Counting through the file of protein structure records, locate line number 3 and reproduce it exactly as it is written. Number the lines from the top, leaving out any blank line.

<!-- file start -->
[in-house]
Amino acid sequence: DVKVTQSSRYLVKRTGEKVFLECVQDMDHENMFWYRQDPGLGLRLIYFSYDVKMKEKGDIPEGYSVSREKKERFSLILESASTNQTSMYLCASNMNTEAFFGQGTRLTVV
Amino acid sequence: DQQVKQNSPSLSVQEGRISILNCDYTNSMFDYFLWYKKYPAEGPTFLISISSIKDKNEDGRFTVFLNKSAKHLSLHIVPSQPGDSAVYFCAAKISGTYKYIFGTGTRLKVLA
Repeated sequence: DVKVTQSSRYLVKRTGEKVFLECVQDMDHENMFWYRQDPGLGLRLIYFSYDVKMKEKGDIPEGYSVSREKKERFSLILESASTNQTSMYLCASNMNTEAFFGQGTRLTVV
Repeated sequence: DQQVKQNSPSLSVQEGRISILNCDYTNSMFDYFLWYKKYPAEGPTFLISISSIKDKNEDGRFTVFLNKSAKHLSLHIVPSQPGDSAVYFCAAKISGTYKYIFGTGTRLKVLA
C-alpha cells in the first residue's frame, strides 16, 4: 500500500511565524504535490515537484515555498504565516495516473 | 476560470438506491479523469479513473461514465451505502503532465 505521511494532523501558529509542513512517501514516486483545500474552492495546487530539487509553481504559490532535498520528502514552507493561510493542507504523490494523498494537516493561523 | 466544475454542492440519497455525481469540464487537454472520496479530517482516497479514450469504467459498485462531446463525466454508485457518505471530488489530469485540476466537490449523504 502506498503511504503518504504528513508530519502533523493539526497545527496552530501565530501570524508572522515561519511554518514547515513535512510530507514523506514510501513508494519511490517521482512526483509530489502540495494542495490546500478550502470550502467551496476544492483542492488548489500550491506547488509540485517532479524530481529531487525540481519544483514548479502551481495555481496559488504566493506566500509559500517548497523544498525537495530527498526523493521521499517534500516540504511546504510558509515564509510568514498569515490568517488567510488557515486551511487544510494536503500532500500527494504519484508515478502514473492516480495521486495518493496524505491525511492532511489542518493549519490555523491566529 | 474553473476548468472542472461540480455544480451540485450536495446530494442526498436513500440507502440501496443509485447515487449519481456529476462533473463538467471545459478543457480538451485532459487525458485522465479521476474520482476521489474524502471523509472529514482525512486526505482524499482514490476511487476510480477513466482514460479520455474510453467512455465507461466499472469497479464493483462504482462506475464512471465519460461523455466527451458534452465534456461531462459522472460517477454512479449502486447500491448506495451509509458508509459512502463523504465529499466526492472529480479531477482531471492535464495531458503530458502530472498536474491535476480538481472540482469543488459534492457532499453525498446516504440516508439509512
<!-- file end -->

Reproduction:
Amino acid sequence: DQQVKQNSPSLSVQEGRISILNCDYTNSMFDYFLWYKKYPAEGPTFLISISSIKDKNEDGRFTVFLNKSAKHLSLHIVPSQPGDSAVYFCAAKISGTYKYIFGTGTRLKVLA